Since Lucy was in training, I took advantage of my freedom and signed on for a tour with people I had never met to an area I had never visited. I had a great time, met friendly people, and laughed often.
On the flight home, I was stuck in the middle, like always, and tried shrinking into my seat so the shoulders, elbows, and man sprawl on both sides of me didn’t make contact. The one on my left had the air blasting on him, and I was freezing. The beverage napkin read: “In case of an emotional movie … dab eyes.”
It made me think of life and the value of tears. Many people, me included, want life and all its complexities to be happy, joyful, and full of laughter and fun. Well, guess what, dear reader—it just isn’t so.
I’m the first to praise the benefits of laughter and always ready to enjoy what comes my way, but sometimes, a good cry is in order. We don’t cry enough. Two or three babies on my flight knew the benefit of crying. A relevant quote says, “God gives you tears to keep your heart from breaking.” Tears also carry a significant element of anger. When you cry, ask, “What am I angry about? Tears help you find the answer.”
Tears are magic; they help cleanse our eyes, bodies, and souls. When we have gunk running around in our heads and heart, we need a way to get it out of us–from the inside to the outside. Words work great, but sometimes we can’t find the courage to say them, so tears rescue us. Exercise works great, but we can’t always muster up the motivation, so again, tears rock. A tantrum is always possible, but tears work better since we are no longer toddlers.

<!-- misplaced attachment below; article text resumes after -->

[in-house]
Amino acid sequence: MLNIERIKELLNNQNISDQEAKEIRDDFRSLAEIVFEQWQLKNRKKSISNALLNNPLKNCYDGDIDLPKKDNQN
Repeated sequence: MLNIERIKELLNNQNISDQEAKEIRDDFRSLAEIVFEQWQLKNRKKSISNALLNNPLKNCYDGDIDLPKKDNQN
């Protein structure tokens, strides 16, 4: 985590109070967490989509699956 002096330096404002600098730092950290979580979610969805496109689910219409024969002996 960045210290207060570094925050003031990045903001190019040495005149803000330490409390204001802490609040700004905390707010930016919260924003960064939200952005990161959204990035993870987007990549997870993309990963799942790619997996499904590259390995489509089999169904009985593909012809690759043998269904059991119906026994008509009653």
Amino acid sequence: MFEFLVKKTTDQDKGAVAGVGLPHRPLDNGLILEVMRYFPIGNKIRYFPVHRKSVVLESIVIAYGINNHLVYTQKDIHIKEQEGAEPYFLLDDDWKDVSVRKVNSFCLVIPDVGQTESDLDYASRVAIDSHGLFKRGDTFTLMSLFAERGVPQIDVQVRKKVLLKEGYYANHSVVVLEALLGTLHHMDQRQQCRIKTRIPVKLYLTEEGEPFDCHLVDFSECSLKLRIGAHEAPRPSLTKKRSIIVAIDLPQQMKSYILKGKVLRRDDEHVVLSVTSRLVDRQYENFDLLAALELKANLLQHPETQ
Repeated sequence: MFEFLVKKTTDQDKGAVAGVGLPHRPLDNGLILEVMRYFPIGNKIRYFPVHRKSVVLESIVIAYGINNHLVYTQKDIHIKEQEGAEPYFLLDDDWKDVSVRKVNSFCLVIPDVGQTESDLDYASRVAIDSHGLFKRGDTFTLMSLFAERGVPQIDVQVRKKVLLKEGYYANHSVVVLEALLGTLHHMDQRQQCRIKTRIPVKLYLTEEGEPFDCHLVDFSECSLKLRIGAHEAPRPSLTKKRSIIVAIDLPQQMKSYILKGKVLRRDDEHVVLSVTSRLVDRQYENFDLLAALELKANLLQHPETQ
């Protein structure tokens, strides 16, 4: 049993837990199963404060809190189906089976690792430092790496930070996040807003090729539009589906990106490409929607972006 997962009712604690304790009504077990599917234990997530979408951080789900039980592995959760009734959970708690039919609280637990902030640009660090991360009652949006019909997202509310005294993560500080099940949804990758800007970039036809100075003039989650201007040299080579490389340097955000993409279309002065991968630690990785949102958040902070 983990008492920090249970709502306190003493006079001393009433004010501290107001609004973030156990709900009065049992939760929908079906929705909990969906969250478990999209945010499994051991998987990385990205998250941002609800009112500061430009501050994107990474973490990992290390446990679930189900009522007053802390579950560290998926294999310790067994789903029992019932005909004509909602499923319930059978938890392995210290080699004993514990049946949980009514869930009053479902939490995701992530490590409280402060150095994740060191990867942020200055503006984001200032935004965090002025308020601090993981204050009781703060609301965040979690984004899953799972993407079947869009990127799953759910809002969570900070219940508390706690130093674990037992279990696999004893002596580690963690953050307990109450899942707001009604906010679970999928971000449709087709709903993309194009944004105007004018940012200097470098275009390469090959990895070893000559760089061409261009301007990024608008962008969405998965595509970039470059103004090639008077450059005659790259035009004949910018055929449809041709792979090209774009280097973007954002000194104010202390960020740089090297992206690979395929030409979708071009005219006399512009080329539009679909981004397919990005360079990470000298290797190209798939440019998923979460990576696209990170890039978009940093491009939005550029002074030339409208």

Running into an open field, screaming at the top of your lungs, and then falling to your knees for a good cry is an effective recipe–it activates exercise, words, and tears, and it follows the two main rules for anger management–it doesn’t hurt you or anyone else.
Life gives us good and evil, but usually, life gives us the middle of the road. In other words, life gives us overall balance. You might think the neighbor has a perfect life, but you are wrong; they might be on the upside of life while you feel broken. Like Colorado weather, things turn
around—be patient; it will change.
When life is good, enjoy it to the max. When your life turns upside-down, and your real-life movie gets emotional, dab your eyes. Tears are friends, and they are available whenever needed.
Until the next time: Live while you live.
Jennifer Goble, Ph.D., LPC, is the author of “My Clients…My Teachers,” and the blogger and writer of Rural Women Stories: www.ruralwomenstories.com.
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